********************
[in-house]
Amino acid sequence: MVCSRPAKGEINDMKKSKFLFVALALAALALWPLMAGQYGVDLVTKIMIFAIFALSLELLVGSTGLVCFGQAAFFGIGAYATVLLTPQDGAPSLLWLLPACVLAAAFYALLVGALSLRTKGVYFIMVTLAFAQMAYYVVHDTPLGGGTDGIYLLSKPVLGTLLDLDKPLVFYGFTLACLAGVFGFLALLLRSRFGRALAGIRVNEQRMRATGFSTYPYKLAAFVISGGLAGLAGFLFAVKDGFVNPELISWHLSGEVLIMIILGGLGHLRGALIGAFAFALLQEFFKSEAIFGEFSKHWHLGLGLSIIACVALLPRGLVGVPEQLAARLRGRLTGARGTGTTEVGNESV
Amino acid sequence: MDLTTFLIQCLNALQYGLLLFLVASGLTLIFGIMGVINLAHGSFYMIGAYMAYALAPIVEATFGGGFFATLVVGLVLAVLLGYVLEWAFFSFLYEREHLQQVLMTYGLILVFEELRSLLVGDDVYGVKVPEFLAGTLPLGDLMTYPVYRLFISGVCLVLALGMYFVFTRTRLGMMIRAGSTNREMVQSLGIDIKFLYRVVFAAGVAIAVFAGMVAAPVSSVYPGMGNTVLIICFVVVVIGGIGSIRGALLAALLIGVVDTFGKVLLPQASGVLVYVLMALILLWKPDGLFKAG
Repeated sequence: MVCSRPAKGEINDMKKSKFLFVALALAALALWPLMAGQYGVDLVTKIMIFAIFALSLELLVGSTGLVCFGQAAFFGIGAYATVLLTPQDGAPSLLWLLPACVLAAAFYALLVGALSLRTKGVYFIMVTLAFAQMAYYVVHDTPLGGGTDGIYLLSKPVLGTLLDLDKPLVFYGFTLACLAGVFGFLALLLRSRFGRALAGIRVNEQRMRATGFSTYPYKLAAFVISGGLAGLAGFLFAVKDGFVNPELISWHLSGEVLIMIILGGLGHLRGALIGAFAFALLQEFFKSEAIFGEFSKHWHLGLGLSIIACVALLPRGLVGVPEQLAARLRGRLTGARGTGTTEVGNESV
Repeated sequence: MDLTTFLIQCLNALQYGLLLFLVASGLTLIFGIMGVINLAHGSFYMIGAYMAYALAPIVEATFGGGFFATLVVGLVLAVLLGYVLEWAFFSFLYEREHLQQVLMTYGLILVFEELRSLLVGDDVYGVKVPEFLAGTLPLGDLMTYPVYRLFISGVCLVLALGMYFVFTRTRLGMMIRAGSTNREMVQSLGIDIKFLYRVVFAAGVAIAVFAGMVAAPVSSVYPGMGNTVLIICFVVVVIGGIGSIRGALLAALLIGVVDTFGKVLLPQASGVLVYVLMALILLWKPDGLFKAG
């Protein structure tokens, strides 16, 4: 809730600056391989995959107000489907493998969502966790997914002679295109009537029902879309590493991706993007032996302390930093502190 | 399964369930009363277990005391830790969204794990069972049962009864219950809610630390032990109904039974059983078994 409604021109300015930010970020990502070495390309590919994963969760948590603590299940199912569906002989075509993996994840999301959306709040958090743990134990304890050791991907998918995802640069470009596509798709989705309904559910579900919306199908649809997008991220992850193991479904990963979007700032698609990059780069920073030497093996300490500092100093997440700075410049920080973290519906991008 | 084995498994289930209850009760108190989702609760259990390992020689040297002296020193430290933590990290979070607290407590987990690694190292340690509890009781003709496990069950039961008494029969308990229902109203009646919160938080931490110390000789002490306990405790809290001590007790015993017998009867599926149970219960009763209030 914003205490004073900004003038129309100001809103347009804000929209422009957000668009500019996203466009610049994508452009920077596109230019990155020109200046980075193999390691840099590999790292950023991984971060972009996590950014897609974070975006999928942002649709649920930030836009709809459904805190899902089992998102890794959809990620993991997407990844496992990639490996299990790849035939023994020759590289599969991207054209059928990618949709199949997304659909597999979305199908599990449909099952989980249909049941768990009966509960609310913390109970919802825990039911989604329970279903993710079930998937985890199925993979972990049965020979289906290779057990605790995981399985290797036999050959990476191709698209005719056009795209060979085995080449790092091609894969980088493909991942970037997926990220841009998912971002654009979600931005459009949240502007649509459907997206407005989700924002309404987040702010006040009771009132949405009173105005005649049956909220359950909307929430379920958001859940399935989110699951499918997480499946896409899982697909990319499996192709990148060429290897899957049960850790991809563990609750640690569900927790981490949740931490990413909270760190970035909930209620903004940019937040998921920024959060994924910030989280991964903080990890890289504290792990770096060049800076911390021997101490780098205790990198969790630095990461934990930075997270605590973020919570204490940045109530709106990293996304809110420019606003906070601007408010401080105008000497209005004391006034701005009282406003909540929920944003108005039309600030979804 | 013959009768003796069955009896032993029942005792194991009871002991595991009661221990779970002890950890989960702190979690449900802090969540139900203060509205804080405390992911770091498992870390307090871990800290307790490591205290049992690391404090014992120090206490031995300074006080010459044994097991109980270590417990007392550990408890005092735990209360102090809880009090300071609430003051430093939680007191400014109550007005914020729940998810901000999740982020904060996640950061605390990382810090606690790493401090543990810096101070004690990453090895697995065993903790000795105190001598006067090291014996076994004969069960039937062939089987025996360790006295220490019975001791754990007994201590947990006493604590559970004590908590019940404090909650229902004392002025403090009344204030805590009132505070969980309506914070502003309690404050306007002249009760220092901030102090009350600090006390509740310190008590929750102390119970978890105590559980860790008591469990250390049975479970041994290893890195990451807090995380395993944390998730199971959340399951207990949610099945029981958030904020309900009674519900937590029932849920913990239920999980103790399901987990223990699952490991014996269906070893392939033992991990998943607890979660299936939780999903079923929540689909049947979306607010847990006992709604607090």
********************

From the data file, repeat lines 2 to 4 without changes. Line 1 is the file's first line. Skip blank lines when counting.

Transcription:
Amino acid sequence: MVCSRPAKGEINDMKKSKFLFVALALAALALWPLMAGQYGVDLVTKIMIFAIFALSLELLVGSTGLVCFGQAAFFGIGAYATVLLTPQDGAPSLLWLLPACVLAAAFYALLVGALSLRTKGVYFIMVTLAFAQMAYYVVHDTPLGGGTDGIYLLSKPVLGTLLDLDKPLVFYGFTLACLAGVFGFLALLLRSRFGRALAGIRVNEQRMRATGFSTYPYKLAAFVISGGLAGLAGFLFAVKDGFVNPELISWHLSGEVLIMIILGGLGHLRGALIGAFAFALLQEFFKSEAIFGEFSKHWHLGLGLSIIACVALLPRGLVGVPEQLAARLRGRLTGARGTGTTEVGNESV
Amino acid sequence: MDLTTFLIQCLNALQYGLLLFLVASGLTLIFGIMGVINLAHGSFYMIGAYMAYALAPIVEATFGGGFFATLVVGLVLAVLLGYVLEWAFFSFLYEREHLQQVLMTYGLILVFEELRSLLVGDDVYGVKVPEFLAGTLPLGDLMTYPVYRLFISGVCLVLALGMYFVFTRTRLGMMIRAGSTNREMVQSLGIDIKFLYRVVFAAGVAIAVFAGMVAAPVSSVYPGMGNTVLIICFVVVVIGGIGSIRGALLAALLIGVVDTFGKVLLPQASGVLVYVLMALILLWKPDGLFKAG
Repeated sequence: MVCSRPAKGEINDMKKSKFLFVALALAALALWPLMAGQYGVDLVTKIMIFAIFALSLELLVGSTGLVCFGQAAFFGIGAYATVLLTPQDGAPSLLWLLPACVLAAAFYALLVGALSLRTKGVYFIMVTLAFAQMAYYVVHDTPLGGGTDGIYLLSKPVLGTLLDLDKPLVFYGFTLACLAGVFGFLALLLRSRFGRALAGIRVNEQRMRATGFSTYPYKLAAFVISGGLAGLAGFLFAVKDGFVNPELISWHLSGEVLIMIILGGLGHLRGALIGAFAFALLQEFFKSEAIFGEFSKHWHLGLGLSIIACVALLPRGLVGVPEQLAARLRGRLTGARGTGTTEVGNESV